There was a time when you wouldn’t have given a second thought to help wanted signs posted at area restaurants and stores. The Great Recession cured us of that. Now the signs are welcome indications that the economy is finally improving.
There are better measures, however:
New figures from the U.S. Bureau of Economic Analysis show that manufacturing, real estate, agriculture, forestry, fishing and hunting contributed to increases in the gross domestic product in 49 states last year. Indiana, with an increase of 2.1 percent, performed better than the national average of 1.8 percent.
The state’s jobless rate for April fell to 5.7 percent, its lowest since its pre-recession mark in July 2008. In the past year it has decreased by 2.1 points, surprising economic analysts who predicted it would be stable or fall slightly.
A wage and benefit survey recently completed in DeKalb, LaGrange, Noble and Steuben counties found 89 percent of the 72 employers surveyed reported hiring within the last six months, with nearly 1,700 new hires. Sixty-four percent plan to increase employment this year, and 38 percent believe they will hire in 2015 as well. Almost 90 percent reported wage increases in the last 12 months, and 86 percent plan on increasing wages again next year.
Bluffton’s Metaldyne is set to invest $8.2 million in new equipment and hire 13 employees, while Guardian Automotive Products in Auburn held a hiring event last week to fill 63 production jobs created by business growth and new products and technology. Triton Metals Products in Hamilton will invest $2.3 million in new equipment.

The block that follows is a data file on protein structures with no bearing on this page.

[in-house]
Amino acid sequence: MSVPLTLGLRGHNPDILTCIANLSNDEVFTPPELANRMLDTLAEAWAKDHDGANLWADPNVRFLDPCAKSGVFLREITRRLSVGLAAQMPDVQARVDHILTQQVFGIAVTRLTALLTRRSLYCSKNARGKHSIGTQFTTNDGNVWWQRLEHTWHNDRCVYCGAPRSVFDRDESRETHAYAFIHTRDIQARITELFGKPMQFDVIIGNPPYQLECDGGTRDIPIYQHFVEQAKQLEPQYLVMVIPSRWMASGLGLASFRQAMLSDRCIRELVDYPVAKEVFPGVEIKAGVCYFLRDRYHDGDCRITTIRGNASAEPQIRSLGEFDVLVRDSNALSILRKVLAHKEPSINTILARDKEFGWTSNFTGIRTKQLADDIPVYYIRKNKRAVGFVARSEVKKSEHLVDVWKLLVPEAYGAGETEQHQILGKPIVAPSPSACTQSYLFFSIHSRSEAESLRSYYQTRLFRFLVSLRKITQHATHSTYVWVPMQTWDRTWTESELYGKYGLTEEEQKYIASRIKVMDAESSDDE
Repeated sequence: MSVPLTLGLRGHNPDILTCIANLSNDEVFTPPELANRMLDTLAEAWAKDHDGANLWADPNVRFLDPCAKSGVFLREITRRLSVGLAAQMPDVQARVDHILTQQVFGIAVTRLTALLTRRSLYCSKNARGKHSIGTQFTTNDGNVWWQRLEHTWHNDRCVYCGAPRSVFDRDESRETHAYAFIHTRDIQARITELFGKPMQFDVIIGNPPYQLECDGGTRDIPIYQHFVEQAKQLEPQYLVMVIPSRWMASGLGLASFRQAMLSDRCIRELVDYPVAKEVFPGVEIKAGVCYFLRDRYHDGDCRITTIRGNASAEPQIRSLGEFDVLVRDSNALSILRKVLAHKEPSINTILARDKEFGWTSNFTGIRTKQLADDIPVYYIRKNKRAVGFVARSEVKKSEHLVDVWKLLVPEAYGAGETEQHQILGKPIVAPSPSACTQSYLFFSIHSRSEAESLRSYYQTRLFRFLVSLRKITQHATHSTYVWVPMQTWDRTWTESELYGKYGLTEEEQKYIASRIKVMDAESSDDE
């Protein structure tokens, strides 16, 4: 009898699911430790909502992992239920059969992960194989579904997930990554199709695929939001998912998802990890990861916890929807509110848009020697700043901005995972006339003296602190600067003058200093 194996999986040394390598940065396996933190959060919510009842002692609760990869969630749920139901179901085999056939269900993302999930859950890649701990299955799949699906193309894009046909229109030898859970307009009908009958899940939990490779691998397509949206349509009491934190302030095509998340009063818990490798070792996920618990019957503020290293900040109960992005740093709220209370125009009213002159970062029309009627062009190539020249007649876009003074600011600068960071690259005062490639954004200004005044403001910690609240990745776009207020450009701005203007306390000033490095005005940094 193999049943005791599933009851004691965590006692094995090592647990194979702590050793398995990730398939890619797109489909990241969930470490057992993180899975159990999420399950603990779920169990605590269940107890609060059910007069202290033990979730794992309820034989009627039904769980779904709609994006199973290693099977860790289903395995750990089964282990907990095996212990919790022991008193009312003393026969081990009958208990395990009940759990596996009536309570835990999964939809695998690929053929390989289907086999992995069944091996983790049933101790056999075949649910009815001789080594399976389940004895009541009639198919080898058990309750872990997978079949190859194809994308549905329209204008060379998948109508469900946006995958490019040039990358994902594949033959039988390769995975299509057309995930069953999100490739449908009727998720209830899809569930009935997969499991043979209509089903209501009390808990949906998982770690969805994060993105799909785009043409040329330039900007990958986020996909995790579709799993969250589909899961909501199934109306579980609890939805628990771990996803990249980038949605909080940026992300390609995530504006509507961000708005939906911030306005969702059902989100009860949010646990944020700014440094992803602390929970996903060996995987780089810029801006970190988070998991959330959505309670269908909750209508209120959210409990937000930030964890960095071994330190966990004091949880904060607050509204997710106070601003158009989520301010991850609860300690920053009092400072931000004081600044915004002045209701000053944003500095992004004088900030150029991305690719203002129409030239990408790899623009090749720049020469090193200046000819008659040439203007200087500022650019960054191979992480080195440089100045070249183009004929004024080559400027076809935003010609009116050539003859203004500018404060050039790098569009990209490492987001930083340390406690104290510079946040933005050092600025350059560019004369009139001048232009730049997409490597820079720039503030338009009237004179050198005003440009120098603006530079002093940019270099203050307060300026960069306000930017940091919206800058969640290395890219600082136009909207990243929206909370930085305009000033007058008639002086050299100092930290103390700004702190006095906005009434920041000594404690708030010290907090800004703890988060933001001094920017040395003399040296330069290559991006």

Fort Wayne officials announced last week that the city is the only Indiana community to receive funding in the latest round of New Markets Tax Credits. The city will receive $33 million in federal credits created to encourage economic development in low-income areas. Interested investors already are contacting Fort Wayne officials about the credits, which can be sold to finance eligible projects. New Markets credits approved in 2008 were used to help finance The Harrison, the mixed-use development adjacent to Parkview Field.
This highly sought-after funding gives us a significant competitive advantage when working to attract investment and jobs to our community, Sharon Feasel, director of the Fort Wayne New Markets Revitalization Fund LLC, told The Journal Gazette’s Dan Stockman. The phone’s been ringing steadily.
Those economic points of light are encouraging, but they don’t shine evenly over all of the state or even over all of northeast Indiana.
Only 18 Indiana counties in 2012 had median household incomes higher than the national average, according to U.S. Census figures. Five of the top six surround Indianapolis and Marion County, while four others are adjacent to the thriving economic centers of Chicago and Cincinnati.
State revenue reports also show that Hoosiers continue to struggle. Individual income tax collections for April fell $22 million – more than 7 percent – below estimate even as corporate income tax collections came in nearly 45 percent above the estimate. State income tax collections for the fiscal year, which ends this month, have fallen by $106.2 million over last year’s figures.
Efforts to ensure economic opportunity is available to all communities, not just those in Marion County and its environs, should be a top priority. When economic improvement reaches all corners of the region and state, we all can begin to take those help wanted signs for granted once again.